#1: There is a general malaise in America and dislike of, well, everything that could be driving some of these poll answers. Per NBC, 73% (!) of voters think the country is on the wrong track. This bipartisan sense of existential dread — often only on a societal level (on a personal level, many say they’re doing just fine) — could be one explanation for these mismatches. Perhaps that angst is leading voters to seek more constant change, even if it contradicts their other stated preferences, like their opposition to the change candidate’s policies. (Note that control of either the House, Senate, or White House has flipped in each of the last five election cycles.)

#2: In an age of mismatches, parties are king. Polarization can likely explain a lot of this, too. In the same way that a lot of Democrats are unhappy with the economy but plan to vote for Biden due to party loyalty, a lot of Republicans are unhappy with Trump’s extreme proposals but will vote for him because of the (R) next to his name. Indicators like job approval or questions about a candidate’s policies don’t tell us as much in an era where voters are highly polarized and willing to overlook a lot they don’t like about a candidate in order to toe their party line.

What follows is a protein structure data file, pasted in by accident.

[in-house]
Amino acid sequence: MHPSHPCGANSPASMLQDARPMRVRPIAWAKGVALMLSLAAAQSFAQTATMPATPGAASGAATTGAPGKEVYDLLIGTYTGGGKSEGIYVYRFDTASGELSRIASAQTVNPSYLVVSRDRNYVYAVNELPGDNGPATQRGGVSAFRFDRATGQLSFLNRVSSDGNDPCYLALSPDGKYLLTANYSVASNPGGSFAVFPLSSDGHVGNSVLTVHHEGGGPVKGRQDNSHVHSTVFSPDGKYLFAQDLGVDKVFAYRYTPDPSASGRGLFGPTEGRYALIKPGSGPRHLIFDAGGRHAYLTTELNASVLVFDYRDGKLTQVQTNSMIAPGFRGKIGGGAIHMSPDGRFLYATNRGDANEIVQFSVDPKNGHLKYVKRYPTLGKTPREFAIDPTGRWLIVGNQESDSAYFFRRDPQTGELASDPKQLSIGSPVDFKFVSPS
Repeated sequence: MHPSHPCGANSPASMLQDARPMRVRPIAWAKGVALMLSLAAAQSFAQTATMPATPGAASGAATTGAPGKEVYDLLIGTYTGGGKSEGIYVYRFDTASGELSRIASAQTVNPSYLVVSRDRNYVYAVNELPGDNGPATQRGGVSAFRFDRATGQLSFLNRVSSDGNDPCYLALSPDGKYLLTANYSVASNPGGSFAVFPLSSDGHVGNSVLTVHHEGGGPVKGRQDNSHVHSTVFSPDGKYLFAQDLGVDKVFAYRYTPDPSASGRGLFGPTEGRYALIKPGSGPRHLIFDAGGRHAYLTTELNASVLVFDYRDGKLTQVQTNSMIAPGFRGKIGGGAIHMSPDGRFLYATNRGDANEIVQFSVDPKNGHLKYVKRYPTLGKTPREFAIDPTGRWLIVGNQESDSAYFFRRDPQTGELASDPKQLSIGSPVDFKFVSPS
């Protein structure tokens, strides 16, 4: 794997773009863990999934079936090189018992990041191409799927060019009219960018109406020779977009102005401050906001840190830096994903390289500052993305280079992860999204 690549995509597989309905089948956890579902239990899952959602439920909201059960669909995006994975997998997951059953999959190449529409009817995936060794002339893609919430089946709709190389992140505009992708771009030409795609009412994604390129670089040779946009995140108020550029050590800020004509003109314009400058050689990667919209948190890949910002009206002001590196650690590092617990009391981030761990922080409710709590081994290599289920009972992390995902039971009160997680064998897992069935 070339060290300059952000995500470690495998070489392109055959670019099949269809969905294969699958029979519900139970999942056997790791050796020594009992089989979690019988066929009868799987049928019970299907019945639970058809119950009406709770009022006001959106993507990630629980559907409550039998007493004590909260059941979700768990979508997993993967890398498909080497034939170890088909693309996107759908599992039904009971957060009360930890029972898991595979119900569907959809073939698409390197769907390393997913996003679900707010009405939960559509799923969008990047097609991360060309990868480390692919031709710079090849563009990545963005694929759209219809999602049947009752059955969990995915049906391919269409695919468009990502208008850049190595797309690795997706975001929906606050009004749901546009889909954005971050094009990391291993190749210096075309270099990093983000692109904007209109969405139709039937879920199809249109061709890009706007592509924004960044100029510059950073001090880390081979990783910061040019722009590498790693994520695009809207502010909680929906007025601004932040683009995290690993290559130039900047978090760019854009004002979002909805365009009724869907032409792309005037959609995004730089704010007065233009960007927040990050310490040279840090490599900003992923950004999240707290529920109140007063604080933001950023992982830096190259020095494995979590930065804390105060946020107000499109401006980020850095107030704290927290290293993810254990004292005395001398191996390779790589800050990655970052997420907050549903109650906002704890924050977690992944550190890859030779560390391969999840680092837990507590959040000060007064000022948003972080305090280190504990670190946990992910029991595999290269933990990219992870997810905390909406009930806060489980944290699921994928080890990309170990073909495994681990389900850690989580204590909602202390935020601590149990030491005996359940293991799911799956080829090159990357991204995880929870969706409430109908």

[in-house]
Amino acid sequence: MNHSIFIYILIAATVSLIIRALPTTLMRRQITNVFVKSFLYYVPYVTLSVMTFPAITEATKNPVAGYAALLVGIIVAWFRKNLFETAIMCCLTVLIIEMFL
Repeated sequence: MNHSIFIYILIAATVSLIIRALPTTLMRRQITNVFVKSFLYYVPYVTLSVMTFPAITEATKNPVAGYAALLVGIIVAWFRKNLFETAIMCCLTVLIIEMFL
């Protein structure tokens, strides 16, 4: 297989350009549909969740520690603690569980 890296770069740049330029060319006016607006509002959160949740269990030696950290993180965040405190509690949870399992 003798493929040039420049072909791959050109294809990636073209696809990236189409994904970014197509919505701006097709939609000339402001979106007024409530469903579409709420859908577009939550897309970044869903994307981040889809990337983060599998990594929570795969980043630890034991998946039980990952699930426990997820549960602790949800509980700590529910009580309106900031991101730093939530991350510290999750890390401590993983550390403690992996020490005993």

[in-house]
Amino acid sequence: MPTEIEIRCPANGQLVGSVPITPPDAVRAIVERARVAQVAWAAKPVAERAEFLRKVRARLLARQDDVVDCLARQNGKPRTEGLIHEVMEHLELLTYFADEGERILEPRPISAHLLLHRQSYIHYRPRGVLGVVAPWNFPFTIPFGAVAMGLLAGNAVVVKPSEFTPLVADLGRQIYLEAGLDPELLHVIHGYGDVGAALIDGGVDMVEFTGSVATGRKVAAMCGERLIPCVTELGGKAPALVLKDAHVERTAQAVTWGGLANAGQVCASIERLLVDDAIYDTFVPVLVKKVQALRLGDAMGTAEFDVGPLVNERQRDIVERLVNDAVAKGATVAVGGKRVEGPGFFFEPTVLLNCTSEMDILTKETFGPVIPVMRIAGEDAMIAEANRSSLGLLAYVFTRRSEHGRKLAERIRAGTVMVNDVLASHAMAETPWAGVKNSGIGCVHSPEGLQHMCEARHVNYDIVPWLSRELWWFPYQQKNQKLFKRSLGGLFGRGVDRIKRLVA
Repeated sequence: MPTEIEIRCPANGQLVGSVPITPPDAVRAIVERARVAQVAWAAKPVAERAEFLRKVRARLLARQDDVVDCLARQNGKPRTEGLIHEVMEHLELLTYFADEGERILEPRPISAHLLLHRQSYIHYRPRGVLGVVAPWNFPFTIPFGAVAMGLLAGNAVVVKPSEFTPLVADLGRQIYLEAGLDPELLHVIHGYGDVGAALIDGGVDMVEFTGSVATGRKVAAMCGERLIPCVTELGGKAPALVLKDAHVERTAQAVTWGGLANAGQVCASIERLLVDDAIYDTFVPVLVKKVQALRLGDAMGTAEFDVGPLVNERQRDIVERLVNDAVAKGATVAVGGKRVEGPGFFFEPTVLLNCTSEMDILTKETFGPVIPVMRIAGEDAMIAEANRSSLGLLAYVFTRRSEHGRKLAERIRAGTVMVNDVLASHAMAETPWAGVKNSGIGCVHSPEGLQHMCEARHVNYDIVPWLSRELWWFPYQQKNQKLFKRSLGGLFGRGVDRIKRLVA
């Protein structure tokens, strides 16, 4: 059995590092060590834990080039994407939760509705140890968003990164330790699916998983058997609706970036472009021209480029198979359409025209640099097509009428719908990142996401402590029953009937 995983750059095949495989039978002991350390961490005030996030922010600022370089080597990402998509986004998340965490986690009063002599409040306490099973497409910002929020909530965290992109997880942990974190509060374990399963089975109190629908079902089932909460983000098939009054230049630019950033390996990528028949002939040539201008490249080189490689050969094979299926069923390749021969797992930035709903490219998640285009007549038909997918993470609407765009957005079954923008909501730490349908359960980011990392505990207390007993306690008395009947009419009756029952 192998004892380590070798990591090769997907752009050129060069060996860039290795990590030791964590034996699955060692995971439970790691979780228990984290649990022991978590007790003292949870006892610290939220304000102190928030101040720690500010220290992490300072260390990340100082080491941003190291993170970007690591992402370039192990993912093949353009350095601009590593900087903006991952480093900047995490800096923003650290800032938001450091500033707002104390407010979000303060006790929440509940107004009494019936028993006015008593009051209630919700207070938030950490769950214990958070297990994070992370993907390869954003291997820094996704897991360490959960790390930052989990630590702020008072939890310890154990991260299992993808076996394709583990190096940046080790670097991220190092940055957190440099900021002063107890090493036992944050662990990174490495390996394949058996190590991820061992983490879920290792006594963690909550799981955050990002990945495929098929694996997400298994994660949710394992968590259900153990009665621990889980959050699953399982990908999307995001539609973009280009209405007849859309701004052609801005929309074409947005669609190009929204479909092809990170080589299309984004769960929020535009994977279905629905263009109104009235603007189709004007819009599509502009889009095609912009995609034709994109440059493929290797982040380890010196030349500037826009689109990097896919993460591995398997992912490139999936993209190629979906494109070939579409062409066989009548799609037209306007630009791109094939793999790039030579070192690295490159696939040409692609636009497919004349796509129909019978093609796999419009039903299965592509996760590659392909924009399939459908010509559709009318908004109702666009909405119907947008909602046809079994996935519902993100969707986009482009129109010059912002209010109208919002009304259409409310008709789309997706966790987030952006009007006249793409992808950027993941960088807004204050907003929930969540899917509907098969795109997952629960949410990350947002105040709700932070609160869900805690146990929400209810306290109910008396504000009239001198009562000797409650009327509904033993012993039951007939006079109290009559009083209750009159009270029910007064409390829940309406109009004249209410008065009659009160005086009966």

Also, one more thing. Yesterday, I wrote that the Senate border deal will be a key test for Congress’ capacity to get things done. In a moment, you will see that they are failing that test — something Americans are noticing. I wonder if the pervasive feeling that Washington is dysfunctional is also influencing voters who oppose a candidate’s policies but are still willing to vote for them.

In an age when many voters think nothing gets done, what’s the risk in backing a candidate whose policies you aren’t thrilled about? It’s not like Trump will actually be able to repeal Obamacare, a voter like this might think. (They’d probably be right.) So, if you’re unhappy with the current administration, this thinking would go, you might as well spring for a shakeup, knowing that most of the more extreme ideas of their opponent are probably headed for the dustbin anyways.

More news to know.

The bipartisan Senate border deal appears to have died an early death. About two-dozen Republicans, plus a trio of Democrats, announced opposition to the agreement on Monday, appearing to doom the bill just hours after it was released. But the real death knell came Monday night, when Senate Minority Leader Mitch McConnell (R-KY) reportedly recommended that his GOP colleagues vote against the package advancing in a vote scheduled for Wednesday.